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expert reaction to study looking at how glycoproteins on the surface of viruses may aid spread of protein aggregates associated with neurodegenerative diseases

A study published in Nature Communications suggests that glycoproteins on the surface of viruses, which aid their entry into target cells, may facilitate the spread of protein aggregates associated with neurodegenerative diseases.


Dr Richard Oakley, Head of Research at Alzheimer’s Society said:

“This research highlights a potential interaction between a component of viruses and some of the abnormal proteins involved in the diseases causing dementia. This is really interesting research, but more work is needed before any conclusions can be made and any implications can be drawn.

“Previous research in the lab has suggested these proteins may spread between cells – this study suggests parts of viruses that help them infect cells might also make it easier for abnormal proteins to enter. This work has only been observed in cells in the lab, so we can’t currently say if this interaction happens in the human brain.

“What this research doesn’t tell us is whether having a viral infection impacts the development or progression of the diseases that cause dementia. More research will be needed to better understand the diseases underlying dementia and how viral infection might alter them.”


Dr Stephanie Fowler, Senior Research Fellow at the UK Dementia Research Institute, UCL, said:

“This is an exciting new study adding further evidence that viral infections may enhance the spread of toxic proteins in several neurodegenerative conditions, including Alzheimer’s disease. It also highlights the need to better understand which extracellular vesicle surface proteins are involved in controlling the cell-to-cell transfer of their pathogenic cargoes. If we can find ways to specifically target and disrupt these processes, new treatments could be developed to slow the progression of disease.”


Dr Susan Kohlhaas, Director of Research at Alzheimer’s Research UK, said:

“Diseases like Alzheimer’s are caused by a build-up of certain proteins in the brain, triggering a cascade of events that leads to damage to nerve cells and a subsequent decline in a person’s memory and thinking abilities.

“Previous research suggests that proteins associated with Alzheimer’s can spread through a person’s brain in a similar way to the prion protein responsible for Creutzfeldt-Jakob disease (CJD). Preventing these proteins from spreading through the brain could potentially stop a disease like Alzheimer’s in its tracks, so it is important that we understand the factors involved in their passing between cells.

“In this study, scientists showed that two virus related proteins, including the spike protein that allows the coronavirus to enter cells, aided the transmission of proteins between human brain cells. This study was done in experiments in a dish.

“While past research has suggested possible links between viruses and the diseases that cause dementia, this research suggests that viruses may open the door for Alzheimer’s-related proteins and allow them to enter cells.

“While this research is intriguing and carried out in several well-conducted experiments, we need to be careful how we interpret results of lab-based experiments. Further research is required to determine whether this could happen in the real-world context.

“Importantly this research is into transmission of proteins within the brain and not between people, and this study doesn’t show that COVID-19 causes diseases like Alzheimer’s.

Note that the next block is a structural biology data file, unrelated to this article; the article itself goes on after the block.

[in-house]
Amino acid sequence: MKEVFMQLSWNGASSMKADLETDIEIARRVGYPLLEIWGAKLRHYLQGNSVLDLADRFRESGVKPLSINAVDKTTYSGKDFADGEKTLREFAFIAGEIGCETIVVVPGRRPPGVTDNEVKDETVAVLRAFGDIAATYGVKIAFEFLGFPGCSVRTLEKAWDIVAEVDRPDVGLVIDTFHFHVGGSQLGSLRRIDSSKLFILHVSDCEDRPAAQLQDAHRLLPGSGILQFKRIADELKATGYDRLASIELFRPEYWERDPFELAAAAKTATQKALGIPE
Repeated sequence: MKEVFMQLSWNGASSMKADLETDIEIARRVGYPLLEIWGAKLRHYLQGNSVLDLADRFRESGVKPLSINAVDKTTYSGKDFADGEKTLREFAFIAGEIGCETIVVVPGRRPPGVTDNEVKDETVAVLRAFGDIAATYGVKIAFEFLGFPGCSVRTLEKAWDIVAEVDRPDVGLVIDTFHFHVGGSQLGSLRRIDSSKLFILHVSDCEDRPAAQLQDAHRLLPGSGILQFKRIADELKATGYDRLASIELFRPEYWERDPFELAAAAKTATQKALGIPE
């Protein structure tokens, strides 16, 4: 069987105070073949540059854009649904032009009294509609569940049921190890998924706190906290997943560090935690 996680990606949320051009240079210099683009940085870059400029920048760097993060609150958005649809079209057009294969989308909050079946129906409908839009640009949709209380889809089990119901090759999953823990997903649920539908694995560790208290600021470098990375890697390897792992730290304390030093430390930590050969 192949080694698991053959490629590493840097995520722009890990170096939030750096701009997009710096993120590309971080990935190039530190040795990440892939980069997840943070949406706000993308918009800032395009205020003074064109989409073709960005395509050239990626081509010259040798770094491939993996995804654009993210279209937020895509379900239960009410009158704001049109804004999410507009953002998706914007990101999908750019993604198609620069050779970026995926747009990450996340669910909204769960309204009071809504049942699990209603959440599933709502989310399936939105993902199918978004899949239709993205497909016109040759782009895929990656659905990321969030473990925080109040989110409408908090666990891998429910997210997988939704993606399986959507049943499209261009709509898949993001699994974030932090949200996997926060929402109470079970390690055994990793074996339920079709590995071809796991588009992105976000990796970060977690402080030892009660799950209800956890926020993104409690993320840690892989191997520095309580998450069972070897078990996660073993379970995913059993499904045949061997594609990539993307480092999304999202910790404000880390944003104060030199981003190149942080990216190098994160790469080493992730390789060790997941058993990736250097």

“Early in the COVID-19 pandemic, people with dementia emerged as a group at particular risk of severe infection. While there are likely to be several reasons for this, this study raises the possibility that the virus could play a role in the progression of diseases like Alzheimer’s.

“Studying the long-term effects of COVID-19, including studying people who have long-COVID, will be essential in understanding the relationship between COVID-19 and dementia.

“Fundamental research like this is an important first step to understanding the development of diseases like Alzheimer’s and more research will be key to developing treatments against it.”


Dr Richard Stanton, Reader, Division of Infection & Immunity, School of Medicine, Cardiff University, said:

“The paper by Liu et al investigates novel ways by which extracellular vesicles carrying protein aggregates that are associated with neurodegenerative disease might spread within a person. They show that the presence of viral entry proteins in cells can result in those aggregate-containing vesicles spreading more easily between cells. This is an interesting phenomenon, however a large amount of additional work is required before it’s clear whether this mechanism is relevant in vivo. In particular, they only use cells expressing a single virus protein. In reality, cells would be infected with an entire virus, expressing many more viral proteins. This will significantly change how the cell generates and secretes extracellular vesicles. Furthermore, to be relevant in vivo, the virus would need to infect the exact cells where those aggregates were forming, so that it could cause them to be released, and lead to further spread of disease – we don’t currently know how likely that is. These lines of investigation will need to be followed up before we can understand whether this phenomenon might contribute to neurodegenerative disease in vivo.



‘Highly efficient intercellular spreading of protein misfolding mediated by viral ligand-receptor interactions’ by Shu Liu et al. was published in Nature Communications at 16:00 UK time on Tuesday 19 October.




Declared interests

Dr Stephanie Fowler:  “No conflicts of interest.”

Dr Susan Kohlhaas: “No conflicts.”

None others received.

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